It took three hours to put out the blaze, which broke out overnight inside the maternity unit at the Yarmouk Hospital, in the city's west.
Eight other children and 29 women had to be moved from the unit and transferred to nearby hospitals.
The health ministry said the fire was probably caused by an electrical fault.
Electrical fires are common in Iraq because of shoddy maintenance and poor wiring, and a lack of fire escapes often adds to the danger.
An adviser to the health ministry, Dr Amir al-Mukhtar, said there had been 20 babies inside the maternity unit when the fire erupted around midnight.
The blaze spread very quickly and caused a lot of damage, he added.
A health ministry source told the BBC that 19 of the children and women who survived needed treatment for burns and smoke inhalation.
Relatives of those affected gathered outside the hospital on Wednesday morning. They included Shaimaa Hassan, 36, who lost her two-day-old son.
"I waited for ages to have this baby and when I finally had him, it took only a second to lose him," she told the Associated Press.
Ms Hassan and her husband were visiting the hospital when the fire erupted.
"People started screaming 'fire, fire' and running," she added.
The couple went towards the room where their son was being treated but were stopped by a wall of thick smoke.
"Then someone broke a window and threw me out," Ms Hassan said.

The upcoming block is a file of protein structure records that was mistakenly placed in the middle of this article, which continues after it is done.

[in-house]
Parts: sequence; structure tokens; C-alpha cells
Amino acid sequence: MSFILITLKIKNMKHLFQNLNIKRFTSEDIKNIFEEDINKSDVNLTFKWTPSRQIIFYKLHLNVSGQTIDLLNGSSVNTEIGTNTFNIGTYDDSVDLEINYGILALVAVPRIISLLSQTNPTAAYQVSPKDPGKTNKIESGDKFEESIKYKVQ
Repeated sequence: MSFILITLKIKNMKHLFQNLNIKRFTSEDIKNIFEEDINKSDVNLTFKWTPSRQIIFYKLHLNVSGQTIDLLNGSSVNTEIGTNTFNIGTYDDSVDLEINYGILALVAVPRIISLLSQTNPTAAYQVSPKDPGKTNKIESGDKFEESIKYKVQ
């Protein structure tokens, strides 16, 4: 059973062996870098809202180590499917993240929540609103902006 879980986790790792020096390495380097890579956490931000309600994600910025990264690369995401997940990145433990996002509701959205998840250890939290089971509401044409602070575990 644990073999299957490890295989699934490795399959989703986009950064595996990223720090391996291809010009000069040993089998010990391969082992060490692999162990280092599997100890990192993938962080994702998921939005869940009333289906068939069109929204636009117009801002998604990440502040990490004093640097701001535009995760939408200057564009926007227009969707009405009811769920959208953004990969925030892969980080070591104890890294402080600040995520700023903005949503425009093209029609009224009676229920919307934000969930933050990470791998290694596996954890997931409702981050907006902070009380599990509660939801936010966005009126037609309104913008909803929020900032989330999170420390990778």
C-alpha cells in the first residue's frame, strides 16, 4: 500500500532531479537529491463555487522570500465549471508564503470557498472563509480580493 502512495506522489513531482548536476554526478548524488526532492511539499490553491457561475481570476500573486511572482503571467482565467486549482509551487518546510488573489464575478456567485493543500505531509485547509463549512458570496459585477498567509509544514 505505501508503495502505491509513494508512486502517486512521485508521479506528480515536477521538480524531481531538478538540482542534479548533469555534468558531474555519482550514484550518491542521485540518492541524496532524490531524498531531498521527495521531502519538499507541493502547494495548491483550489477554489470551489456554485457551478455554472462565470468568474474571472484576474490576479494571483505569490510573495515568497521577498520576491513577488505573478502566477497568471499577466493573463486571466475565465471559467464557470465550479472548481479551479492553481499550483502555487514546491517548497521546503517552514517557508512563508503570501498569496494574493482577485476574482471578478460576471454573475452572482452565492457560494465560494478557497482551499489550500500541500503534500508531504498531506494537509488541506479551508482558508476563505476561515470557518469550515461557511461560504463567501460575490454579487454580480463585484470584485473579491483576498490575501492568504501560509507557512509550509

Hussein Omar, 30, said he feared that his week-old twins had died.
Hospital officials had told him to look for them at the other hospitals in Baghdad, he told AP. But he could not find them and was then told to go to the hospital mortuary.
"I only found charred pieces of flesh," Mr Omar said. "I want my baby boy and girl back. The government must give them back to me."
Eshrak Ahmed Jaasar, 41, who was unable to find her four-day-old nephew, blamed the government for the tragedy.
"We pay the hospital employees thousands of Iraqi dinars to allow us in to get our loved ones basic food and milk, which they cannot provide," she said. "It's a corrupt government that doesn't care about its citizens and lets this happen."
An official from the Baghdad health directorate, Jassem Lateef al-Hijami, was quoted by the AFP news agency as saying:
"The hospital is very old and doesn't have fire equipment."
Photos purportedly taken inside the Yarmouk Hospital showed cockroaches crawling out from between broken tiles, bins overflowing with rubbish, dirty toilets, and patients lying on stretchers in a courtyard, the Reuters news agency reports.